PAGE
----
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The Poets’ Niche - July 2011
- Written by Mark Sconce
The Poets’ Niche
By Mark Sconce
Johann Wolfgang von Goethe(1749-1832)
The Guadalajara Reporter headline stared back at me: City’s Goethe* Institute Closes Its Doors.
My eyes locked, a memory-dream claimed me: On the train to Frankfurt that night, my sole traveling companion turned out to be a student in his twenties, five years my elder. Our small talk turned to poetry for some reason, and I remember asking him if maybe the German language wasn’t particularly well-suited for recitation. Kurt took no offense whatever, seeing instead a teachable moment, a time to dispel my notion. He began to recite Germany’s greatest poet, Johann Wolfgang von Goethe, and proved within a few stanzas that German poetry was beautiful to hear. I also learned what it means to be a callow youth.
Who wants to understand the poem
Must go to the land of poetry;
Who wishes to understand the poet
Must go to the poet’s land. Goethe
Next station stop, Frankfurt, where Goethe was born into Lutheran circumstances in 1749 and where his house is now a national museum/shrine. I would eventually enroll in Berlin’s Das Goethe Institut , home to German language studies, history, politics, literature, culture and a fitting memorial to the last great Renaissance man—poet/philosopher, playwright, novelist, diplomat, civil servant, amateur scientist (discovered the human intermaxillary bone), botanist (The Metamorphosis of Plants, 1790), scientific theorist (The Theory of Colors, 1810), meteorologist (The Goethe Barometer), mineralogist (rock hound). “The greatest happiness for the thinking man is to have fathomed the fathomable, and to quietly revere the unfathomable.” Goethe
All of you know The Sorcerer’s Apprentice, some of you know The Sorrows of Werther, and many of you know his most famous play, Faust, the ambitious scholar who makes that notorious and odious deal with the Devil--his soul for unlimited power and knowledge. “Am I a god? I see so clearly!” But this column’s space allows for only a few of Goethe’s quotations and enchanting lyric poems.
Knowest thou the land where the lemon trees bloom,
Where the gold orange glows in the deep thicket’s gloom,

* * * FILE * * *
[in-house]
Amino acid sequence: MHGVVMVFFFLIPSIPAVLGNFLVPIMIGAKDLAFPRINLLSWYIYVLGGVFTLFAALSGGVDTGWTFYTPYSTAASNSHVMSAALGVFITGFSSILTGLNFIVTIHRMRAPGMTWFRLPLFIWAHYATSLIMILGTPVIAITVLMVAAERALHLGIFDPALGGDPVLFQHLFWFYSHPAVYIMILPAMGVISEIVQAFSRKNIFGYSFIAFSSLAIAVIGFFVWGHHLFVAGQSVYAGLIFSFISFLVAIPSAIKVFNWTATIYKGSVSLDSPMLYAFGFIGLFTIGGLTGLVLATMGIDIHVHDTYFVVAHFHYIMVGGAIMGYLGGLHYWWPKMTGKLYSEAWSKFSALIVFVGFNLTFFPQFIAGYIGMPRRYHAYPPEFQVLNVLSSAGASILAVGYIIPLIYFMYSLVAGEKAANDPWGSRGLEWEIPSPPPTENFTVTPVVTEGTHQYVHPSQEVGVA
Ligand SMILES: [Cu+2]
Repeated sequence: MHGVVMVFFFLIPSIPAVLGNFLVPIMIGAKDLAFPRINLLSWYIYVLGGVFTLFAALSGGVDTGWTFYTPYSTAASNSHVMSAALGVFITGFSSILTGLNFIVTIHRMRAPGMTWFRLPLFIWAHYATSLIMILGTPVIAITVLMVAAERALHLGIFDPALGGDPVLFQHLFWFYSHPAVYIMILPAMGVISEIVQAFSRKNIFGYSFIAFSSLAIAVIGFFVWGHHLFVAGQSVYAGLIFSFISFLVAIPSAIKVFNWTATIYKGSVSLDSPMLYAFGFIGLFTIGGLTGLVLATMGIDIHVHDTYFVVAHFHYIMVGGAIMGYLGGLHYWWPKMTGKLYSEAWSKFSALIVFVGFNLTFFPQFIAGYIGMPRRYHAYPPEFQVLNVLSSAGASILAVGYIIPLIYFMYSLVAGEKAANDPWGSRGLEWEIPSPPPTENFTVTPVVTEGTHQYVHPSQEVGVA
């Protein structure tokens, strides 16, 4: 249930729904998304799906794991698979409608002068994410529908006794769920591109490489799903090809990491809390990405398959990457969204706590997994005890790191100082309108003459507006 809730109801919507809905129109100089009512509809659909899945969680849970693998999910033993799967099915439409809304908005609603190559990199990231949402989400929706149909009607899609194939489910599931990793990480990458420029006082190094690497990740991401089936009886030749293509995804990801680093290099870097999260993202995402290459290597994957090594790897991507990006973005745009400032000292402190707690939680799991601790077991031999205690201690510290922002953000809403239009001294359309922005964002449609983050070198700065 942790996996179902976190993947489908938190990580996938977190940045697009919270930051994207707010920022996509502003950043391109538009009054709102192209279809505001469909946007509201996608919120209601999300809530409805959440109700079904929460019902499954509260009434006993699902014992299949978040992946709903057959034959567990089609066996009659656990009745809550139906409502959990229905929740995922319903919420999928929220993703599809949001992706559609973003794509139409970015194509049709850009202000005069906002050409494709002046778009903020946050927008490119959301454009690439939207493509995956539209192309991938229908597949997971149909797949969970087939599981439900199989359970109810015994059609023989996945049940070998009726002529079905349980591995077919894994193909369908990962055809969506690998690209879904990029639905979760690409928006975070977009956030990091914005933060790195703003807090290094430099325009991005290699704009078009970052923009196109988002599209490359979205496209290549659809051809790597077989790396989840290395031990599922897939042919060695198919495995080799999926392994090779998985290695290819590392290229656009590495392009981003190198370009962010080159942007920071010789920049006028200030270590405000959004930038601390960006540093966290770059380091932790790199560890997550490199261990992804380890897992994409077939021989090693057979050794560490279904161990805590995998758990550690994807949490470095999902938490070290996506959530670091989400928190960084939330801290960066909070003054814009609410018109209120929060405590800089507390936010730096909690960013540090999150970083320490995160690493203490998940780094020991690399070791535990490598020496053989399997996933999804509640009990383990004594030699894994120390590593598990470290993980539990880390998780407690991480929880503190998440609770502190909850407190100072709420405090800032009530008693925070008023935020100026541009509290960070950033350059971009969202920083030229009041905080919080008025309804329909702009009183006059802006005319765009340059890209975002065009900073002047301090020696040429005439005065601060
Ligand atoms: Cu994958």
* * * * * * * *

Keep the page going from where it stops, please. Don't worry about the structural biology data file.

Where a wind ever soft from the blue heaven blows,
And the groves are of laurel and myrtle and rose?
--Tr. By Longfellow
Had Goethe visited Ajijic?
Mountain peaks are dreaming
Mid the silent night;
Quiet vales are gleaming
In the dewy light.
Underneath the moon
Birds are in their nest;
Wait a while and soon
You as well shall rest.
--Tr. By Jim Falen for this column**
Politically conservative but hardly dour, Goethe penned the following:
In the wilderness a holy man
To his surprise met a servant of Pan,
A goat-footed faun, who spoke with grace:
‘Lord, pray for me and for my race,
That we in heaven find a place:
We thirst for God’s eternal bliss. The holy man made answer to this:
‘How can I grant thy bold petition,
For thou canst hardly gain admission
In heaven yonder where angels salute:
For lo! thou has a cloven foot.’
Undaunted the wild man made the plea:
‘Why should my foot offensive be?
I’ve seen great numbers that went straight
With asses’ heads through heaven’s gate.’
—Tr. by Paul Carus
Given to the sentimental, Goethe was the idol of Romantics.
I think of you, whenever sunlight’s glimmer
On ocean breaks.
I think of you, whenever moonlight’s shimmer
Reflects in lakes.
I see your face, when over distant ridges
The mist appears;
In the deepest night, when crossing narrow bridges,
The wand’rer fears.
I hear your voice, within the muffled surging
Of sea’s refrains;
In peaceful groves, I hear your voice emerging,
When silence reigns.
You may be far, but I am still attendant,
I hold you near!
The sun has set, the stars are now ascendant.
Were you but here!
--Tr. By James Falen for this column
Finally, Germany’s most exalted cultural figure lay dying, age 83, “More light,” his final words.
Close friend, Johann Eckermann, reported: “The morning after Goethe’s death, a deep desire seized me to look once again upon his earthly garment. A perfect man lay in great beauty before me; and the rapture the sight caused me made me forget for a moment that the immortal spirit had left such an abode. I laid my hand on his heart – there was a deep silence – and I turned away to give free vent to my suppressed tears.”
*For the diphthong challenged, it’s GrrrrrTuh.
**I am indebted to Professor Emeritus James E. Falen for his translations herein.
Deep gratitude to Fred Mittag for helping me understand Goethe’s Weltanshauung.